The unemployed trombone player Glenn Miller is always broken, chasing his sound to form his band and hocking his instrument in the pawn house to survive. When his friend Chummy MacGregor is hired to play in the band of Ben Pollack, the band-leader listens to one Glenn's composition and invites him to join his band. While traveling to New York, Glenn visits his former girlfriend Helen Berger, in Boulder, Colorado, and asks her to wait for him. Two years later he quits the band and proposes Helen that moves to New York to marry him. After the success of "Moonlight Serenade", Glenn Miller's band becomes worldwide known and Glenn and Helen and their two children have a very comfortable life. Duting the World War II, Glenn enlists in the army and travels to Europe to increase the moral of the allied troops. In the Christmas of 1944, he travels from London to Paris for a concert to be broadcast; however his plane is never found in the tragic flight.Written by
Claudio Carvalho, Rio de Janeiro, Brazil
Glenn Miller's rise to fame and the tragedy that took him from us at the height of his career makes for a wonderfully entertaining film.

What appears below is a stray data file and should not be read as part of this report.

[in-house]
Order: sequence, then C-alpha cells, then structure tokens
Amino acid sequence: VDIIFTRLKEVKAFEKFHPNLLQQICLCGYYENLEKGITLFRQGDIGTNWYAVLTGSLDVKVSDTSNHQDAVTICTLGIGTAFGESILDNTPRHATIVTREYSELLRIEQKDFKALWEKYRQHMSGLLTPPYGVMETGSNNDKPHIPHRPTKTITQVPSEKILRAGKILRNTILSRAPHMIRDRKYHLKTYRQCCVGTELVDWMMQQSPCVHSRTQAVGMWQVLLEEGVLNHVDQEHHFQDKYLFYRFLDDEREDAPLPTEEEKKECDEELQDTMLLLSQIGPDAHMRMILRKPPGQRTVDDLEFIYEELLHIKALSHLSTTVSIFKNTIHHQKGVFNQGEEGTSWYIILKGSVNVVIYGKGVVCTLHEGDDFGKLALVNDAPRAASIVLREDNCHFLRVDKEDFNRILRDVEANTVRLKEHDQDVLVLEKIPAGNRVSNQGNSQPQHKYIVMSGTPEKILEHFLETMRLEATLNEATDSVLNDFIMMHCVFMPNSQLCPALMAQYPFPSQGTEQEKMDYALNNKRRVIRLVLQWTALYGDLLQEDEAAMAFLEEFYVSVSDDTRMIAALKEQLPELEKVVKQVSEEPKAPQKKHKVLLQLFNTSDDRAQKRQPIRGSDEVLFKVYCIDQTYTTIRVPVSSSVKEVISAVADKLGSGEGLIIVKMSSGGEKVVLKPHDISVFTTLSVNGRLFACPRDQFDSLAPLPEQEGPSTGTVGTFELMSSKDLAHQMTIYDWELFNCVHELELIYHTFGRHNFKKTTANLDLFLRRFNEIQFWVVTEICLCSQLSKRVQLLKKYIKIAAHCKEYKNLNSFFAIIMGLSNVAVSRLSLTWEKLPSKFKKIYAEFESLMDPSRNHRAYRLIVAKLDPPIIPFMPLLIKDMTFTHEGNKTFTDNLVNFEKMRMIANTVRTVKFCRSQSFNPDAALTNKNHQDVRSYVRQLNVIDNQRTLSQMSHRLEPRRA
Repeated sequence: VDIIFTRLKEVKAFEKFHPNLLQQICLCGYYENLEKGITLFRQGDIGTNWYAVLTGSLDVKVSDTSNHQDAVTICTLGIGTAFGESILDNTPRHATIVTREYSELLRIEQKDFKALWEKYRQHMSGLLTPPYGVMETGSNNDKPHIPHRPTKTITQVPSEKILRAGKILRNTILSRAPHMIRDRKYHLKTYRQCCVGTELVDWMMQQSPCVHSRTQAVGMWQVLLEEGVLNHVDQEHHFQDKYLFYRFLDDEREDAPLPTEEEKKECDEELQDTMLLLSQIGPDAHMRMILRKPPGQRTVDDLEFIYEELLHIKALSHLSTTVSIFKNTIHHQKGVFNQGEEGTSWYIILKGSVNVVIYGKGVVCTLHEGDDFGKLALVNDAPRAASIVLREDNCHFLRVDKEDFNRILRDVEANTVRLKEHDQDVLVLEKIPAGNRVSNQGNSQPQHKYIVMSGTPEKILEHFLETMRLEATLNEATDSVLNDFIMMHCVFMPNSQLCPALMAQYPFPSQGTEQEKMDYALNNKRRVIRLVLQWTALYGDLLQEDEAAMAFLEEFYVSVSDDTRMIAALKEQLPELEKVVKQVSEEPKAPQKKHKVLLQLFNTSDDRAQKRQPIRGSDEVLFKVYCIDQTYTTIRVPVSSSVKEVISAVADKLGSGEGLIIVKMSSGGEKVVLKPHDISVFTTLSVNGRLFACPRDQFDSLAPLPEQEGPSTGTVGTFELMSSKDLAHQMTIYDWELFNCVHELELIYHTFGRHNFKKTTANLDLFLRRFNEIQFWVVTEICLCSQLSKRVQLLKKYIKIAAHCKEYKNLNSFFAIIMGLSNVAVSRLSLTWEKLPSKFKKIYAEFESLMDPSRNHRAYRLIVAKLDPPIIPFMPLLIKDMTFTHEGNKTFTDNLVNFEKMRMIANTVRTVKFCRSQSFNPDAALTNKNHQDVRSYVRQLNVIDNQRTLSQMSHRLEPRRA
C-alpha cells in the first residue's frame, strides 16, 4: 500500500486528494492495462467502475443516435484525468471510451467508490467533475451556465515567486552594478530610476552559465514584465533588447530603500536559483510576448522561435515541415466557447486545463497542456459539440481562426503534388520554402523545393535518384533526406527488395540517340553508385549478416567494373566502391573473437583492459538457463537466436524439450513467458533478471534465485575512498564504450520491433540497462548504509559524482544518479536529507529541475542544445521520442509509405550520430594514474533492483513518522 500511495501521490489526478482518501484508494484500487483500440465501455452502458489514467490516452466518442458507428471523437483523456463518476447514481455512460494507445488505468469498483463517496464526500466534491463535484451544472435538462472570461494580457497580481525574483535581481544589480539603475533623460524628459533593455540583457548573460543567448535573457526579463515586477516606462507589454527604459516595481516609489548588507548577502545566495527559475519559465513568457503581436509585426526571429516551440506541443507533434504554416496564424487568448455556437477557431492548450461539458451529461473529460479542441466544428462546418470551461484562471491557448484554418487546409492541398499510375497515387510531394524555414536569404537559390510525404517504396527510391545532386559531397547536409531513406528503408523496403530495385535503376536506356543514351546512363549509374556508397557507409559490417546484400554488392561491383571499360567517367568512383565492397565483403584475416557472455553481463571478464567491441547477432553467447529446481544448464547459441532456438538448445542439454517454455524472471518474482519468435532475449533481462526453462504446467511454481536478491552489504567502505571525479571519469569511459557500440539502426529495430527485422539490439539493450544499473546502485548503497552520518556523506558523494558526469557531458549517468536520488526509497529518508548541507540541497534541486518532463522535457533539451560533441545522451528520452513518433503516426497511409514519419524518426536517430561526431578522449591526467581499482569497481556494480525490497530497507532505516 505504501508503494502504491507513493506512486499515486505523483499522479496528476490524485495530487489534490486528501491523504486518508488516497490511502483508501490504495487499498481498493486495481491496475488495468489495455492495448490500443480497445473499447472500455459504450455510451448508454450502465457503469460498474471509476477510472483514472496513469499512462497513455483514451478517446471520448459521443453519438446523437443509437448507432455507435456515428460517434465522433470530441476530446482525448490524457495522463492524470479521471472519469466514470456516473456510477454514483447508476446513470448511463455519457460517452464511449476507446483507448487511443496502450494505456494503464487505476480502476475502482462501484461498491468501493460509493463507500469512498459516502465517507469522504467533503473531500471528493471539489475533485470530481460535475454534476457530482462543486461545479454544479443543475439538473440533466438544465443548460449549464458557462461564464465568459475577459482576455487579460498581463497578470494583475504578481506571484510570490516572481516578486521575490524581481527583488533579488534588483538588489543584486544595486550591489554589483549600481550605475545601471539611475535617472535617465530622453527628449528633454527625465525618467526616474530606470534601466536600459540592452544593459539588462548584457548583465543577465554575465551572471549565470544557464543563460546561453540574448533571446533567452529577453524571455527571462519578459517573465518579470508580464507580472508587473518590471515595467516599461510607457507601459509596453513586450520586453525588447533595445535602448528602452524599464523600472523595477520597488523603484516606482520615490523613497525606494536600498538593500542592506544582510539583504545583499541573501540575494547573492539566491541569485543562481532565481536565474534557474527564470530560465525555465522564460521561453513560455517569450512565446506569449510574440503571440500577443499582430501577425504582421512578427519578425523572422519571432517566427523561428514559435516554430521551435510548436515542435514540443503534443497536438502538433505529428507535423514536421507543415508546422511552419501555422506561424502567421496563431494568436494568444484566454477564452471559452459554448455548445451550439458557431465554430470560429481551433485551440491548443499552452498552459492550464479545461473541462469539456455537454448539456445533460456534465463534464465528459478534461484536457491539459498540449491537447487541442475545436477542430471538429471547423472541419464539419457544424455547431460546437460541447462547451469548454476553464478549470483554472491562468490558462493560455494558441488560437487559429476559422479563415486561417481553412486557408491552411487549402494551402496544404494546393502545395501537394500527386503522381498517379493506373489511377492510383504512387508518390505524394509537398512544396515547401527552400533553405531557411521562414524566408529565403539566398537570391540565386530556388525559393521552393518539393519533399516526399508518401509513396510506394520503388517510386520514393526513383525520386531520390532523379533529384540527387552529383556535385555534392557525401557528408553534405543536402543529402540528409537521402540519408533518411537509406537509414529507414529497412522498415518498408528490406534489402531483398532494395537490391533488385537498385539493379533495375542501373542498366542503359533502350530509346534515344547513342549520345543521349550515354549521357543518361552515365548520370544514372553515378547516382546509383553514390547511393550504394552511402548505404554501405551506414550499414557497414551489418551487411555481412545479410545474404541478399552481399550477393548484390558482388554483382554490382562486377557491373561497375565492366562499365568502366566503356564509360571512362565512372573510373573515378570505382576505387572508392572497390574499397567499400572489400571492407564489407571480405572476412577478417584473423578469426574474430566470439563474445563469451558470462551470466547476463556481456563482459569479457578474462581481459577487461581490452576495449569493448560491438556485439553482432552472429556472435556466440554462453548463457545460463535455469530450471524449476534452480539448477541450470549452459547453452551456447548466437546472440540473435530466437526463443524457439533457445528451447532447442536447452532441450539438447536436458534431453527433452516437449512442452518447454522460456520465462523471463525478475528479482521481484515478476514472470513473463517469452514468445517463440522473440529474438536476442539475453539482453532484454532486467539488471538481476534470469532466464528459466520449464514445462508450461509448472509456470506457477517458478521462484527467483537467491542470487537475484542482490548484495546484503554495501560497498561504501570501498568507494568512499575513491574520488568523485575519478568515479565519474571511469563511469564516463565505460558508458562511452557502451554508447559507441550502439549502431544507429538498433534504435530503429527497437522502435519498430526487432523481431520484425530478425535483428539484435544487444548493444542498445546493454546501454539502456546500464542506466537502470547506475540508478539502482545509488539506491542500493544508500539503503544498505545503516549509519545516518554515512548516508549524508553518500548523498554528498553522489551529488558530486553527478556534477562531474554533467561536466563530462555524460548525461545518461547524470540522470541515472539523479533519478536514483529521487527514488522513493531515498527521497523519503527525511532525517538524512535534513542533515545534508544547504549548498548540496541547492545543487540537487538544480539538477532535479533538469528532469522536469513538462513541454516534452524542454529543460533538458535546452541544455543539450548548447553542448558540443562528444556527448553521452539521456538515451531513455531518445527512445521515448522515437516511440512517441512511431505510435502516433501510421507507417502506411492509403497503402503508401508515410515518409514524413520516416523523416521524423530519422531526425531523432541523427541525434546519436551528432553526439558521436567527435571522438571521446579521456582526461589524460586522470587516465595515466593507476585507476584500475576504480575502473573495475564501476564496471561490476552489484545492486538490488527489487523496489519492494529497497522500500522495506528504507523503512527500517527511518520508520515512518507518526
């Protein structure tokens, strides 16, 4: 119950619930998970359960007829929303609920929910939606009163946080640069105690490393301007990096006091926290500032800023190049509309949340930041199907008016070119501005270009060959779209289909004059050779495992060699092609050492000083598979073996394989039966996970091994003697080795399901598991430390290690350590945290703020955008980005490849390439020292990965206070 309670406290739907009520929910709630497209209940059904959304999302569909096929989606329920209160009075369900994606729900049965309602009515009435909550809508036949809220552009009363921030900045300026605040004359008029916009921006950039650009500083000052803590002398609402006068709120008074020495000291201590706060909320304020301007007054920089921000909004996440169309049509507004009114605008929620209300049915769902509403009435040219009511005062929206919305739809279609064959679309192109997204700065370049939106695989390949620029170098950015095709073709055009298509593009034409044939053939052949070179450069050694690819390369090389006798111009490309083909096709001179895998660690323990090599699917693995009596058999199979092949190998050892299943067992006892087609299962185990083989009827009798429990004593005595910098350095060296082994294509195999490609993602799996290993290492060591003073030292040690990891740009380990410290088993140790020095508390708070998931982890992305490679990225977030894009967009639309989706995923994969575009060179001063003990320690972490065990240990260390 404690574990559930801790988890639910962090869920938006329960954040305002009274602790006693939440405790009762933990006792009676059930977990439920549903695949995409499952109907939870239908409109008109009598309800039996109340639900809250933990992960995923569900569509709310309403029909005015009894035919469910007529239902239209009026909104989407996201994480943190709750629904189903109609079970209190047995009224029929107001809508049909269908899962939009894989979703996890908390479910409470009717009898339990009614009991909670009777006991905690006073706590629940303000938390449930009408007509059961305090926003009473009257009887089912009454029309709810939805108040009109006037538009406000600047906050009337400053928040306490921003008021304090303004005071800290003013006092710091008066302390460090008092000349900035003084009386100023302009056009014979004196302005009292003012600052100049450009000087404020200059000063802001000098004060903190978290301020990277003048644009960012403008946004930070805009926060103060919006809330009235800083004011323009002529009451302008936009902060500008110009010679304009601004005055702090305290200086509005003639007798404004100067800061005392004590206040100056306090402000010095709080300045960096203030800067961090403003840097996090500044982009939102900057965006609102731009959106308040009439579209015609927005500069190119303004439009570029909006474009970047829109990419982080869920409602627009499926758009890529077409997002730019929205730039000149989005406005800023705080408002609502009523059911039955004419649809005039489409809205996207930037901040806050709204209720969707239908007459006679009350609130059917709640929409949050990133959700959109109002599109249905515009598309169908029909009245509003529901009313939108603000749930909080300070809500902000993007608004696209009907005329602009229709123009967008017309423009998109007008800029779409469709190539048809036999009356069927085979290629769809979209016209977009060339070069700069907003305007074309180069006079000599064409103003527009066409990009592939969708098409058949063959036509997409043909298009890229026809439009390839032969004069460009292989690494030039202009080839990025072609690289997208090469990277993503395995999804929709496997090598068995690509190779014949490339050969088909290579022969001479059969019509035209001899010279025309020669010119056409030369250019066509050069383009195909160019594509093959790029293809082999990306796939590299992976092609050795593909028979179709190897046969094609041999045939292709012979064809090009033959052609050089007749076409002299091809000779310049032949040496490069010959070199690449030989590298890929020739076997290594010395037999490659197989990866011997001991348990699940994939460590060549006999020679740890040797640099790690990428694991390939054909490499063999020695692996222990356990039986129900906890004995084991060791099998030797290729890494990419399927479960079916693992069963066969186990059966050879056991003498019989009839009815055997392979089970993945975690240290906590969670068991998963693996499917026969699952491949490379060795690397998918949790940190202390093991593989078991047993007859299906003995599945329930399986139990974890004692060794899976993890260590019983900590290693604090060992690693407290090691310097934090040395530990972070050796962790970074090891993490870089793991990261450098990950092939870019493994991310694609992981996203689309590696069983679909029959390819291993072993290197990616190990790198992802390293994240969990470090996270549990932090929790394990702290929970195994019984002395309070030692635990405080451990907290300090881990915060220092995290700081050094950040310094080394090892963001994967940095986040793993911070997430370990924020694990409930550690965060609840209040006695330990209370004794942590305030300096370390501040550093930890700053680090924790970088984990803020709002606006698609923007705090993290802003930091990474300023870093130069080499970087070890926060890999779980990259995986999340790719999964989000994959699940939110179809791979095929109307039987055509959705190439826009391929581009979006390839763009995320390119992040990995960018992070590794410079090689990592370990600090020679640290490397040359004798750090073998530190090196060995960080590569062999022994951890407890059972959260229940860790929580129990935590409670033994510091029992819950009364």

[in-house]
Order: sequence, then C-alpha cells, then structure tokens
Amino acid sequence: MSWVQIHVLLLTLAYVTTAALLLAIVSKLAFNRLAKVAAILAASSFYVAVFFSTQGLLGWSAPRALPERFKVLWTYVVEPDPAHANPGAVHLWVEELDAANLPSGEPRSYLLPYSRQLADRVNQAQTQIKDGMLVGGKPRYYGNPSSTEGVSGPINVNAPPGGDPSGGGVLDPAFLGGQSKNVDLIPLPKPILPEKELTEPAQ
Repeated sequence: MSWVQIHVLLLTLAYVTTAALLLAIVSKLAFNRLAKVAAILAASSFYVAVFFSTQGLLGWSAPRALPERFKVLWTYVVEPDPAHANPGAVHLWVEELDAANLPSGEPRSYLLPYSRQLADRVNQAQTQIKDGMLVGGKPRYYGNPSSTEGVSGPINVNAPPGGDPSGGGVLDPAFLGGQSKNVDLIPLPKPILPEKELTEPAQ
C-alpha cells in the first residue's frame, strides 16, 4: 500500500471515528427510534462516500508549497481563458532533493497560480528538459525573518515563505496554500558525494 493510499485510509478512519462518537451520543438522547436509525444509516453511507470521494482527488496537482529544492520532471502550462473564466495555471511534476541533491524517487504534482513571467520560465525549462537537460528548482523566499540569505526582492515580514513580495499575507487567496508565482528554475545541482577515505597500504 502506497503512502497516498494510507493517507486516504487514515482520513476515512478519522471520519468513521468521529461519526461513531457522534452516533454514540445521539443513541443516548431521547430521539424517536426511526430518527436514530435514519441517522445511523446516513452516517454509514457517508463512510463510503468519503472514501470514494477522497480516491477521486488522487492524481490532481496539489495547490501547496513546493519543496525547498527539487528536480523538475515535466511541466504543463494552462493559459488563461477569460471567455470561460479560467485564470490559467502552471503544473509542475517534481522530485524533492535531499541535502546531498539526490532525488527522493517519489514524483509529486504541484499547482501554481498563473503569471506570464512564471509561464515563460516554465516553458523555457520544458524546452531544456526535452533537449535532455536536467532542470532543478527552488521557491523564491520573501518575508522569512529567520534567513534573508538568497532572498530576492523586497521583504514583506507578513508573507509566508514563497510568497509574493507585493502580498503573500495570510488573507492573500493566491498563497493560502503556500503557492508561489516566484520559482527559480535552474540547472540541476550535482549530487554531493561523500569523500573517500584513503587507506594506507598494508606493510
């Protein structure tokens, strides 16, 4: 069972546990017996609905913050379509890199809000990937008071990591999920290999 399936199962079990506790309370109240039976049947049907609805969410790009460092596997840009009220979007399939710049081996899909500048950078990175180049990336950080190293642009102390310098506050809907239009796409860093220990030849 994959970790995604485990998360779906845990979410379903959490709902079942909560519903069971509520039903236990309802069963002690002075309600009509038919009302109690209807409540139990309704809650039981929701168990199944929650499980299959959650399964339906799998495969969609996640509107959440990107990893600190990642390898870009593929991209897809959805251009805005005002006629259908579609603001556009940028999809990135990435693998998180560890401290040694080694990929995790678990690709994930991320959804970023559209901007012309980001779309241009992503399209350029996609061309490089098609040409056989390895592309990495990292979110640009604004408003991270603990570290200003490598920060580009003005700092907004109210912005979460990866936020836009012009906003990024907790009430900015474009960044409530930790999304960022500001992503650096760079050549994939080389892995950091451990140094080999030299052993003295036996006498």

This film is rich because of the wonderful performances of James Stewart as the band leader and June Allyson, the latter was just made for the picture. She captures the depth of a devoted wife and we all can just cry with her when her happiness was ended so suddenly.
Naturally, the supporting cast of musicians and scenes with Frances Langford, Louis Armstrong and Gene Krupa are just wonderful.
We view Miller from humble beginnings to stardom, the old-fashioned Hollywood Way-he earned it by hard work and perseverance as he went through life looking for that sound.
My main flaw with this film. Just like Miller's life, it ended too suddenly. It could have gone on and on while we all danced the night away in tribute to this find musician.
Ever Harry Morgan's tear in the end tells you what this was all about.
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